What are the best forms of exercise if you have asthma?
How do inhalers work?
Millions of us use inhalers in the UK. For some, they're a lifesaver. For others, they provide welcome relief. For others still, they're more of a security blanket to be carried around in the bottom of the handbag just in case.
Inhalers deliver medicine you need straight to your lungs. It goes without saying then, that they're used for conditions which affect your lungs, of which by far the most common are asthma and chronic obstructive pulmonary disease (COPD).
Because the medicine goes straight to where it's needed, you only need tiny amounts compared to the dose you'd need to take of the same medicine in tablet form. That means fewer side effects and more effective treatment - as long as you take them properly.
The wheeze and cough of asthma affect one in 20 adults and one in 10 children. Which inhalers you'll get depends on how severe, and how frequent, your symptoms are - but the aim is to keep you pretty much wheeze-free, so you only need to take a dose of 'reliever' medicine every few days at most to live a completely normal life.
In the early stages, you may only need an occasional dose of reliever medicine. As time goes on - especially if you keep smoking - you may find your ability to exercise becomes more limited. Once this happens you'll need to start taking regular inhalers. However, inhaled medicine will still help, even if your lungs aren't as young as they were.
Reliever inhalers open up the airways in asthma and COPD . This means air can flow more freely into your lungs, relieving wheeze and breathlessness. They start to work within minutes but their effect usually only lasts a few hours.
If your asthma is well controlled, you should only need your reliever inhaler occasionally - perhaps when you're exercising or when you have a cold. The inhalers are often blue and common ones include Ventolin® (salbutamol) and Bricanyl® (terbutaline).
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Preventer inhalers don't work as fast as relievers, but they're just as important. If your symptoms aren't controlled by using occasional puffs of your reliever medicine, you'll be advised to take a preventer inhaler to stop symptoms happening in the first place. Different ones work in different ways, but their roles include reducing inflammation in the airways and opening the airways up.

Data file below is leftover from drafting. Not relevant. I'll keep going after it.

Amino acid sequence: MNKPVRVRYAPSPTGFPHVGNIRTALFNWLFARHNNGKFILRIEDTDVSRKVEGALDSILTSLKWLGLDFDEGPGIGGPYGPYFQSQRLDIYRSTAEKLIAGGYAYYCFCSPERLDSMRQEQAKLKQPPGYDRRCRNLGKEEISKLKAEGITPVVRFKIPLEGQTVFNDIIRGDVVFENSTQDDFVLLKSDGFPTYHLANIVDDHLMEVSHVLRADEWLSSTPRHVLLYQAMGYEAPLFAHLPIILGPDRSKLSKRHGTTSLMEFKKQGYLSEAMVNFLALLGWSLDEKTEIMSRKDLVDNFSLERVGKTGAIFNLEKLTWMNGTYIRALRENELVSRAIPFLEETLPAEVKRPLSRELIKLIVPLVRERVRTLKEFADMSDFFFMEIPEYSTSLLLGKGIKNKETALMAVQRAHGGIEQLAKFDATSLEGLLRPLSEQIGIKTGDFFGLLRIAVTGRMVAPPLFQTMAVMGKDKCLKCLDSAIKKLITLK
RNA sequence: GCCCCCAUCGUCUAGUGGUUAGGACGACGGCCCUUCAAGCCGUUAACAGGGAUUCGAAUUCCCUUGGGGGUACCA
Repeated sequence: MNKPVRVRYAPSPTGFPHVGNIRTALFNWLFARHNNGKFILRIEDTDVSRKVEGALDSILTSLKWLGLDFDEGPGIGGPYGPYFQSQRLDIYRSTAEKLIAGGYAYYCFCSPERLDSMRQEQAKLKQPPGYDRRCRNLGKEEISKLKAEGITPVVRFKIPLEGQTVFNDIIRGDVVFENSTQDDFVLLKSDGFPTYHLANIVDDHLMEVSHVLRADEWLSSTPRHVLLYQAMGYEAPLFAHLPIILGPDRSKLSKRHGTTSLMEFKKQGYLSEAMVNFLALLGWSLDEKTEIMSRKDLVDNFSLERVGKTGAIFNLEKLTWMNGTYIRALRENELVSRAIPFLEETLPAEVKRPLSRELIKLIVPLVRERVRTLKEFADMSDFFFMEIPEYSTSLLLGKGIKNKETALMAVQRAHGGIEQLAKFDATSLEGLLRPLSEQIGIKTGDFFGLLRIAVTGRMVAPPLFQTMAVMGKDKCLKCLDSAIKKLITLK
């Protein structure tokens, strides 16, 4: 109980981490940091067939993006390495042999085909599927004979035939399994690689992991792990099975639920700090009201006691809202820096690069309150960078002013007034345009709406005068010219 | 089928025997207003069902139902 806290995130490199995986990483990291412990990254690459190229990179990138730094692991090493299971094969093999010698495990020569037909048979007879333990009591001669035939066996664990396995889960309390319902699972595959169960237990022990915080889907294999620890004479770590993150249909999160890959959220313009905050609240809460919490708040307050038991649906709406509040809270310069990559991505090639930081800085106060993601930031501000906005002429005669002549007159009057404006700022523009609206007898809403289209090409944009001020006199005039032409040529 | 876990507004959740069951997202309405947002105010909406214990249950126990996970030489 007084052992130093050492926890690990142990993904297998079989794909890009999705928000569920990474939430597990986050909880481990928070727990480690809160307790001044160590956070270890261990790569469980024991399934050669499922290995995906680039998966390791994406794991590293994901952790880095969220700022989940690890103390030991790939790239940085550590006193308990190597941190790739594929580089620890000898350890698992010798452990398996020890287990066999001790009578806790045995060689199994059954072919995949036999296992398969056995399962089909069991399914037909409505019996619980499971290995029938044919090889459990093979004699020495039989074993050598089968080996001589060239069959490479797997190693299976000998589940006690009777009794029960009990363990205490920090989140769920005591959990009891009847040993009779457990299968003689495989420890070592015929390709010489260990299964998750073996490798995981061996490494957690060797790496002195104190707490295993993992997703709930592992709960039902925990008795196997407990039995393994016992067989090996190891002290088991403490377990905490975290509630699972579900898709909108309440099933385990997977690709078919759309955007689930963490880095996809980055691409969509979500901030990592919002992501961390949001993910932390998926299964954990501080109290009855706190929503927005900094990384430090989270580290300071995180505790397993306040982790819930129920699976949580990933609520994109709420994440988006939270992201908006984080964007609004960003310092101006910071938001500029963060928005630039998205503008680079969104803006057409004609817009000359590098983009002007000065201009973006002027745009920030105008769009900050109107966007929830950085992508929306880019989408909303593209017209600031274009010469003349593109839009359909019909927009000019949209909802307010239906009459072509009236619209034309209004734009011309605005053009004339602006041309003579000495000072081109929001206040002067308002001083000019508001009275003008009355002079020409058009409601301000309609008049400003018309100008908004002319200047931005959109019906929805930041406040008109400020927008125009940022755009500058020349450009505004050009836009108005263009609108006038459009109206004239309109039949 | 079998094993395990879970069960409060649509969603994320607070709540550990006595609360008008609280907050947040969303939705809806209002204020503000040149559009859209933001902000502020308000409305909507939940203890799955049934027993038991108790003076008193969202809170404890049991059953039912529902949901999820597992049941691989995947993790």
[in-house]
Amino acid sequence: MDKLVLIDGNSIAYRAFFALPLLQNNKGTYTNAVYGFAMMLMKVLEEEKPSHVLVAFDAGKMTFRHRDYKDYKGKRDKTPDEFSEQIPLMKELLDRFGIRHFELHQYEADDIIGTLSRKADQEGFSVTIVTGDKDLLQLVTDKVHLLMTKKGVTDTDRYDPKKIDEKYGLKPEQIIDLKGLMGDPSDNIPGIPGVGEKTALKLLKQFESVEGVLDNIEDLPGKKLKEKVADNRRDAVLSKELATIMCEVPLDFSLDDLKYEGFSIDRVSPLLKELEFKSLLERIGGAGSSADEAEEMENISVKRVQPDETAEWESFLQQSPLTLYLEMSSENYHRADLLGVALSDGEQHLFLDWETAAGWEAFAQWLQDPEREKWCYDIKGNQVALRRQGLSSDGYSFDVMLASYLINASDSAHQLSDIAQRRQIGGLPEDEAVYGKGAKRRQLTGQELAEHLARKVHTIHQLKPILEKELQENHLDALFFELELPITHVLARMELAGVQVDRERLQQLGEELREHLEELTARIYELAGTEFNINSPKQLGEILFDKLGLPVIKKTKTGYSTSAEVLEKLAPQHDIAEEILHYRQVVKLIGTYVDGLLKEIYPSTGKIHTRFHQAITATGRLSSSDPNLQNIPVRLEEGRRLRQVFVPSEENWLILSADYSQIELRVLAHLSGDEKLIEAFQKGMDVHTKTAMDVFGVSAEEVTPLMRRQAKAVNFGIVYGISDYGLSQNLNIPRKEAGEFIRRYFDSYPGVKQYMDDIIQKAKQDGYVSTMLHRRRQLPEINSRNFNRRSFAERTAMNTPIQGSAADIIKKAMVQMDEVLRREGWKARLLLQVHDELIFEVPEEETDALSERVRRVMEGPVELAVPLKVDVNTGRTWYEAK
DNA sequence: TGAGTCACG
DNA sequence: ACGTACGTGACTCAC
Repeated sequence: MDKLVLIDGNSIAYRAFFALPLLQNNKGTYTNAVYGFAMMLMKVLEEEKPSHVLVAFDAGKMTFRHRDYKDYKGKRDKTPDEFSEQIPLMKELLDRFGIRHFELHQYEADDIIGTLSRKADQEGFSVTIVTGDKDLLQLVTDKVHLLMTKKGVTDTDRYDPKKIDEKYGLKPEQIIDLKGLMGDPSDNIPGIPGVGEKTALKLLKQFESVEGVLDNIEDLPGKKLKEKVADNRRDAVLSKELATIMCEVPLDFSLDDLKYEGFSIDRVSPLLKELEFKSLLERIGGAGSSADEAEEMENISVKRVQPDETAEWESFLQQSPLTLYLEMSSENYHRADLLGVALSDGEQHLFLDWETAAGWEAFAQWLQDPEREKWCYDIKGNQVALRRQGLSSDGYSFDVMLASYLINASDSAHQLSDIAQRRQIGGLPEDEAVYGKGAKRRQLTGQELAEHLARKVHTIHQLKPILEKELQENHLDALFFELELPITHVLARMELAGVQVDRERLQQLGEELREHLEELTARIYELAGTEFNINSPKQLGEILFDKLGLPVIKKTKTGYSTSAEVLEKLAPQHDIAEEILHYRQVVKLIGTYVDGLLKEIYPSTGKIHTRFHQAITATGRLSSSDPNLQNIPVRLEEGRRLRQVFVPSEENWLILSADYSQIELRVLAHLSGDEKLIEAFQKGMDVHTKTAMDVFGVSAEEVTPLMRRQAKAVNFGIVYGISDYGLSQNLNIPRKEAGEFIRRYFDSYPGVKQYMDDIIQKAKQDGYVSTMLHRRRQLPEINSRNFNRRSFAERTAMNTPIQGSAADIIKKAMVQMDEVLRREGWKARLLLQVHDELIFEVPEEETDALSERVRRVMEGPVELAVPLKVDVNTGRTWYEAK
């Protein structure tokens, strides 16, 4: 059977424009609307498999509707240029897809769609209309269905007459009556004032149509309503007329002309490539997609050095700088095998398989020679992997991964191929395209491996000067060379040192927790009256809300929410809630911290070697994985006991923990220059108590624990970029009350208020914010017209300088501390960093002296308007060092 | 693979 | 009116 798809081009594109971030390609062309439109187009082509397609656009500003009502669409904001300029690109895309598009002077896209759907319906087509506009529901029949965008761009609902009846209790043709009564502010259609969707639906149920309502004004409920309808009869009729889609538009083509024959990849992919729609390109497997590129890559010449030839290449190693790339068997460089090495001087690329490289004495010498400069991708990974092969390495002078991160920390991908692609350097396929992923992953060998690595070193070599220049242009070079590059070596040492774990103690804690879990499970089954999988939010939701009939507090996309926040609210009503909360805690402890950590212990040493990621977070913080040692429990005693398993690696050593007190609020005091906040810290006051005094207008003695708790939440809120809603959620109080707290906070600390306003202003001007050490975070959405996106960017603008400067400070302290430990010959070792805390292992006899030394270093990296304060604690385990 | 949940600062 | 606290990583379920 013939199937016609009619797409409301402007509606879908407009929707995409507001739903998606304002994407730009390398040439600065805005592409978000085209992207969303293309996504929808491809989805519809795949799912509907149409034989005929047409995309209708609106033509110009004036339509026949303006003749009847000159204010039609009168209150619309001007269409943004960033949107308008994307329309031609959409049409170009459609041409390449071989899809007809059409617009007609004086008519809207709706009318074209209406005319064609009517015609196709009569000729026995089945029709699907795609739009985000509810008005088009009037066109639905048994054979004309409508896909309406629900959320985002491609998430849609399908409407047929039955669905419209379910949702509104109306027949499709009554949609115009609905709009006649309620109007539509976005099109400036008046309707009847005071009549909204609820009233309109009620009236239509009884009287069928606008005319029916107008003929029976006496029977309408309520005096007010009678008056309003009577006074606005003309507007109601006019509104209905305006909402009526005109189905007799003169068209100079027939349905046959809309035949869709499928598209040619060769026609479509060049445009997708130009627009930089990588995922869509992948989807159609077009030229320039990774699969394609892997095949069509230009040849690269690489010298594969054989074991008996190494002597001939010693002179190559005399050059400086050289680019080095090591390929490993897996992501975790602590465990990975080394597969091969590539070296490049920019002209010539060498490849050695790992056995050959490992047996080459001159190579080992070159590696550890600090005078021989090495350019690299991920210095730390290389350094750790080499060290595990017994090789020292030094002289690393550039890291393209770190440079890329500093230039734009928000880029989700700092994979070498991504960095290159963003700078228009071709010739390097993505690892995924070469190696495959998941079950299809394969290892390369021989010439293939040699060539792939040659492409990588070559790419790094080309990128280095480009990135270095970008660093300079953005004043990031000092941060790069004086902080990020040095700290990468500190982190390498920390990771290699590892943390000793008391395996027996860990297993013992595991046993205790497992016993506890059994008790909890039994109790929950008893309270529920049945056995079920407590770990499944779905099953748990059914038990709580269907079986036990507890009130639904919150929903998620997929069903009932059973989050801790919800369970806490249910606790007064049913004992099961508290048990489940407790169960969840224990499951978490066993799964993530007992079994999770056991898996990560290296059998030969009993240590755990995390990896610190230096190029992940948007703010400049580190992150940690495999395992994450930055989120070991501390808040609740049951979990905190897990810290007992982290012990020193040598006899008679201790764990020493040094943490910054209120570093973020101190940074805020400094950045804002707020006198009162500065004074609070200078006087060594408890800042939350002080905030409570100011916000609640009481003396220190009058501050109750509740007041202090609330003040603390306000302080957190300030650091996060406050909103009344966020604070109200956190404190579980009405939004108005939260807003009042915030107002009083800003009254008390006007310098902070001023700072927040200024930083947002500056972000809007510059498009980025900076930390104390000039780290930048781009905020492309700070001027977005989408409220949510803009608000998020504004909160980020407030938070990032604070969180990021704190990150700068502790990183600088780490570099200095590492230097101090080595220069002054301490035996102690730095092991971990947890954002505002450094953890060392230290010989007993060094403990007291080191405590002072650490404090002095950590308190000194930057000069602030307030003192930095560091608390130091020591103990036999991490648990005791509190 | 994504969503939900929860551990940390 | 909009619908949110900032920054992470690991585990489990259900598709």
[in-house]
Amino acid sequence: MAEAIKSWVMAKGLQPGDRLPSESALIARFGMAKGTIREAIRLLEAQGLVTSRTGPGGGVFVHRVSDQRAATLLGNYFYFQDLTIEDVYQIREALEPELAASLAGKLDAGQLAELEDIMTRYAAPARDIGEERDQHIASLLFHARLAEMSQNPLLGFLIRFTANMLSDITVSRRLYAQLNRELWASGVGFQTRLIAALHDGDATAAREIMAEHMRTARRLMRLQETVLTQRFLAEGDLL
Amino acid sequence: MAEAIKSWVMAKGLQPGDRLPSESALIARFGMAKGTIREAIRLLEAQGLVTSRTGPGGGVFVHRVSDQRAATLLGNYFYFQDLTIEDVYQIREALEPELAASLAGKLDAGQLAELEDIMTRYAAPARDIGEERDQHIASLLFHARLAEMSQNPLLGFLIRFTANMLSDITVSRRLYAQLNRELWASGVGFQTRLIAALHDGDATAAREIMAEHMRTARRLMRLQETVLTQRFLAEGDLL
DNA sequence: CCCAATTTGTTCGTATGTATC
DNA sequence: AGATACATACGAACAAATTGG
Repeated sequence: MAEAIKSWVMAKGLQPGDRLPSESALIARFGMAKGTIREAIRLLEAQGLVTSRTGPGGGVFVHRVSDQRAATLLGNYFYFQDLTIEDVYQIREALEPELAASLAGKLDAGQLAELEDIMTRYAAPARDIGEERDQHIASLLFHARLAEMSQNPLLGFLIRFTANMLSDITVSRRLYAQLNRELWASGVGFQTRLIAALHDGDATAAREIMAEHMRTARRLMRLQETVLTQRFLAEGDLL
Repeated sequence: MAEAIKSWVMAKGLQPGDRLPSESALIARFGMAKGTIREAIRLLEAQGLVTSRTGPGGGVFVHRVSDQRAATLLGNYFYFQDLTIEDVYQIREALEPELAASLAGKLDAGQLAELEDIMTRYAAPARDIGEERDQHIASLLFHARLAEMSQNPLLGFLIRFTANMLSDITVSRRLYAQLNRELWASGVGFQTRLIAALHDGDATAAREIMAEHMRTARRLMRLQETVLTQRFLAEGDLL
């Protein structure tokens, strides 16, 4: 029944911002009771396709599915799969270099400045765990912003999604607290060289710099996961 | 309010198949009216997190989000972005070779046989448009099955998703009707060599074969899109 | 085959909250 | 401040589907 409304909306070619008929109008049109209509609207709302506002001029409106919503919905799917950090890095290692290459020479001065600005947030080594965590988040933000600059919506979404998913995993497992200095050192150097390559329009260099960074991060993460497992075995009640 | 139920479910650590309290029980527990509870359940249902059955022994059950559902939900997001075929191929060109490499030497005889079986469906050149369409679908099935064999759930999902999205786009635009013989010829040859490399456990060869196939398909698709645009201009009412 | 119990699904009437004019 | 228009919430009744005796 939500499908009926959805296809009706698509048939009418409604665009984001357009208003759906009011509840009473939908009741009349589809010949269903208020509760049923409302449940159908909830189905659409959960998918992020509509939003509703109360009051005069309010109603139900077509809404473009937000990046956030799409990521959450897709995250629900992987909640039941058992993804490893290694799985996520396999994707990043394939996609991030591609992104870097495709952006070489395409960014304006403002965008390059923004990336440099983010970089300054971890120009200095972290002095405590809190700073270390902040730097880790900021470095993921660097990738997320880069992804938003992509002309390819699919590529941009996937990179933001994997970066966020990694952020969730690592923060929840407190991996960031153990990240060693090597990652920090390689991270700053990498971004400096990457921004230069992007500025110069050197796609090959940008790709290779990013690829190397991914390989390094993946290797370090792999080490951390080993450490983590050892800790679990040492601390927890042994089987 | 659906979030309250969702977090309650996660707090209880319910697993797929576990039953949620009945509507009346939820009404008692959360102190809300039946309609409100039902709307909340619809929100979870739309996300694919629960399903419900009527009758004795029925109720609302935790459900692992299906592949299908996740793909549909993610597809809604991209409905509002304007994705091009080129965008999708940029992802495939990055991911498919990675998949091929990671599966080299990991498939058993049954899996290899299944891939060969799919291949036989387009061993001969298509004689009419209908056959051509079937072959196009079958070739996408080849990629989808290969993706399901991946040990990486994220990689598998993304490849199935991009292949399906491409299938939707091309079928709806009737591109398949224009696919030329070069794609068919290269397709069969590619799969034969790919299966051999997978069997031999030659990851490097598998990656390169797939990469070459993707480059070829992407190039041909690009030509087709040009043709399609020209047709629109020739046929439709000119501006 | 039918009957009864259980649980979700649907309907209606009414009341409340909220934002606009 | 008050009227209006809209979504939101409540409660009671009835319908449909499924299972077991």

They need to be taken every day for full effect, and can both prevent wheeze and improve your ability to get around and exercise. They can also reduce your risk of a severe attack needing hospital admission. In asthma, the most common preventer inhalers contain small doses of steroid. You may also get a long-acting version of a reliever medicine to take to relieve your symptoms over 12 or even 24 hours.
Types of inhaler device
As if treatment with relievers and preventers weren't complicated enough, there are different devices to deliver the medicine into your lungs, and sometimes the same medicine comes in several different devices. Some devices involve pressing down and breathing in at the same time.
These are called 'metered dose inhalers' and are among the most common type of inhaler used to deliver reliever medication in particular. Sometimes with these metered dose inhalers, your doctor or nurse will recommend that you pump a dose of medicine into a plastic bubble and breathe it in from here.
Others still are 'breath-actuated' - as you breathe in, the medicine is delivered automatically into your lungs. Fortunately your practice nurse or GP can help you find the right one for you.
Even if you've had asthma or COPD for a long time and have used the same inhaler for years, it's still worth reminding yourself regularly how they work. You might be surprised how different the 'optimal' inhaler technique is from your own!
The right inhaler technique
If your inhaler technique isn't good, you may not be getting much of the medicine into your lungs at all. Problems often arise with the metered dose inhalers, where you have to co-ordinate pressing down to get the dose at the same time as you breathe it in.
If you press before you breathe, most of the dose ends up on the back of your throat rather than in your lungs. Press after you breathe in and you'll leave it all in your mouth where it will promptly get breathed out again!
If you've been given a spacer to use with your metered dose inhaler and don't use it, you'll get up to 30% less medicine going into your lungs but more going into your body because it's deposited in your mouth and throat. That makes you more prone to side effects, such as trembling and palpitations from large doses of reliever medication.
If you're in any doubt, take your inhaler with you when you get your next check-up with the doctor or nurse and get them to look at how you take it. Alternatively, many pharmacists now have training in checking inhaler technique.
Nebulisers - a better option?
Although nebulisers are sometimes used in hospital to get high doses of inhaled medicine into your lungs in severe asthma attacks, the British Thoracic Society (BTS) says there's not enough evidence to recommend them for routine use.
What's more, the BTS now recommends using a metered dose inhaler with a spacer rather than a nebuliser in mild to moderate asthma attacks. That means that for children in particular, you may find the doctor gives them a spacer and not a nebuliser when they're acutely wheezy. Don't worry - there is good evidence the spacer will work just as well in these cases.
With thanks to 'My Weekly' magazine where this article was originally published.